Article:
To analyse heterosis in this framework, we approximated the flux through a network using a multidimensional hyperbolic modelling in which the kinetic behaviour of each enzyme was described by two systemic parameters. We decomposed the flux into genetic effects, and examined the relationships between these genetic effects and heterosis for glycolytic flux in a series of 1,000 virtual crosses between parents differing for their distribution of enzyme concentrations. We varied the concentrations because theoretical studies (Pettersson 1989) and experimental data suggested that enzyme concentrations are more likely to vary than their catalytic properties (Bulfield et al. 1978; Eanes et al. 1990; Tarun et al. 1998). In any case, introducing kinetic variable systemic parameters into the model is possible, and would not modify the theoretical framework. Concerning inheritance of enzyme concentrations, additivity is supported by classical observations (Kacser and Burns 1981). However, proteomic studies have shown that even though protein concentrations are indeed in majority additive, there are cases of non-additive inheritance (Leonardi et al. 1991; Kollipara et al. 2002; Hoecker et al. 2008). So we performed simulations assuming on the one hand additivity, on the other hand positive and negative non-additive inheritance for PFK and/or FBA, the latter being the most variable enzyme among the parents.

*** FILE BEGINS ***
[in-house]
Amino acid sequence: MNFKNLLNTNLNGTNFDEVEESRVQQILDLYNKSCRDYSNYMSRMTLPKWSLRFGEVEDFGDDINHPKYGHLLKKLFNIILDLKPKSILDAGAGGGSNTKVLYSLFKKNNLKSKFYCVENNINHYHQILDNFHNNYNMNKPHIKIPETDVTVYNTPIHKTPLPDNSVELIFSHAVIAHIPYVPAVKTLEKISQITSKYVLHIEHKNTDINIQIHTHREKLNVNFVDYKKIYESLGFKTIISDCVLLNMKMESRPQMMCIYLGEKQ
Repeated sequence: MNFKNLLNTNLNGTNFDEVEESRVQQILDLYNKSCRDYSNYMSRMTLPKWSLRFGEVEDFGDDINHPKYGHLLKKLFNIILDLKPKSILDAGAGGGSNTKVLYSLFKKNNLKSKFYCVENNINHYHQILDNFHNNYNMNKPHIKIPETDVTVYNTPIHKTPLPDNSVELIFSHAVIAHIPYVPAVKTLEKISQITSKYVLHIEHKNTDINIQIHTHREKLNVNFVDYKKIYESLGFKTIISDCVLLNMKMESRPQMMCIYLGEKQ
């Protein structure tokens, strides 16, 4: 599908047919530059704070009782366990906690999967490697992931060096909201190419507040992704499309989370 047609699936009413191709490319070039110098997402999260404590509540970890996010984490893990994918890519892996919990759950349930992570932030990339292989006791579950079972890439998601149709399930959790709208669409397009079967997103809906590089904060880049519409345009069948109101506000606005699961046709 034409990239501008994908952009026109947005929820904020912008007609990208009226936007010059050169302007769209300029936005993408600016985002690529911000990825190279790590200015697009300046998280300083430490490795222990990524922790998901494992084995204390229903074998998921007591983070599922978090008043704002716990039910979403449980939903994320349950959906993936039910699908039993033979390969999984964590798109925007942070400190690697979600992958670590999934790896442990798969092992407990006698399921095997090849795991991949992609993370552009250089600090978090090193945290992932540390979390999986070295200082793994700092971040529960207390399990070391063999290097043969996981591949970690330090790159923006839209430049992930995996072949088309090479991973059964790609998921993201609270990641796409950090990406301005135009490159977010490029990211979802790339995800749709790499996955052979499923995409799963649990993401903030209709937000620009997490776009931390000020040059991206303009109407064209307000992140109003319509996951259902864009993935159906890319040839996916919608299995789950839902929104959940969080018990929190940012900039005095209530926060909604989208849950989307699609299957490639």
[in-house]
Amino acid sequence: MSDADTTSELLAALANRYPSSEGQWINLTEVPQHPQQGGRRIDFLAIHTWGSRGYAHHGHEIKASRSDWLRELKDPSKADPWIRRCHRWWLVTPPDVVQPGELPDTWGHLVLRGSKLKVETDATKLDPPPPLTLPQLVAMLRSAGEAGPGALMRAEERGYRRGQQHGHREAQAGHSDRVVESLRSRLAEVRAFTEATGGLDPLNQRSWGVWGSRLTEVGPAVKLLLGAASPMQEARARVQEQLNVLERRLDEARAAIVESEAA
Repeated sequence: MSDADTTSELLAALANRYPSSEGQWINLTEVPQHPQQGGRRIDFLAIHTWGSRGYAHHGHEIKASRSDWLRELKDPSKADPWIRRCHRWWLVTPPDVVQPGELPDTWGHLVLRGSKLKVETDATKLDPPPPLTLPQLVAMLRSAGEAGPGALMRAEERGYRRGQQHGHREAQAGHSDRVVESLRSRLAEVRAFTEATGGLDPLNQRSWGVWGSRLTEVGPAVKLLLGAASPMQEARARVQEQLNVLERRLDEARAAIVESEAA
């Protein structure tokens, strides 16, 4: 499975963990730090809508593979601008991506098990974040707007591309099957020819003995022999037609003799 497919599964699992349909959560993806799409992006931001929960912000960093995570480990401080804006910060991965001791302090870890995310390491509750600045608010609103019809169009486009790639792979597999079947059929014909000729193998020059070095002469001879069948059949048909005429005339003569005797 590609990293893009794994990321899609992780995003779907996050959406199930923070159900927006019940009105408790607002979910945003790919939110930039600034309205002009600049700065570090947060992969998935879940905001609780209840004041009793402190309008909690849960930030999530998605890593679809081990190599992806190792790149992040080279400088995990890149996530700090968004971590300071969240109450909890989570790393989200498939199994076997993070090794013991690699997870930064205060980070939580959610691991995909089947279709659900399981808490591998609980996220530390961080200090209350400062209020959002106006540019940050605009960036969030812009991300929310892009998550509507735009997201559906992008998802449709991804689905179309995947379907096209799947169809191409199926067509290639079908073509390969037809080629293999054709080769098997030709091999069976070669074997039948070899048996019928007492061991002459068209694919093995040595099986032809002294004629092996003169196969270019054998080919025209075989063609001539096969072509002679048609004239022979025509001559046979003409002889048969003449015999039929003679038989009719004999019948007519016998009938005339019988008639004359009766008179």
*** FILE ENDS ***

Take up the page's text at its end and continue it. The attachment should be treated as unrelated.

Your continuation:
If there is additivity of enzyme concentrations, the convexity of the response of the flux towards enzyme concentrations makes mid-parent heterosis inevitable and, depending on the distribution of the parental enzyme concentrations, may result in best-parent heterosis. If there is partial dominance of the low allele, heterosis is no more inevitable. In all cases, the sum of the additive-by-additive epistasis effects, and in a lesser extent the sum of the additive effects, were negatively correlated to the difference between hybrid flux and the best-parent flux (H). Best-parent heterosis (H > 0) corresponded in almost all cases to negative values of the sum of the additive-by-additive epistasis effects. By contrast, and unexpectedly, the dominance and dominance-by-dominance epistasis effects did not seem to play a large role. Actually, this apparent paradox can be explained in the following way. As shown geometrically Fig. 1, dominance is sufficient to have mid-parent heterosis (parents P1 and P2), while both dominance and additive-by-additive epistasis are required to get best-parent heterosis (parents P3 and P4). It is mainly the level of additive-by-additive epistasis that drives the H value (Fig. 3d). The novel and general epistasis index we defined (I) does not include any dominance or dominance-by-dominance epistasis effect. When there was best-parent heterosis, index I took usually a value lower than unity, indicative of antagonistic (less-than-additive) epistasis. In other words, when the phenotypic difference between two parents is below the sum of the effects of every individual allelic substitution in the lowest genotype, their hybrid usually exhibits a high phenotypic value.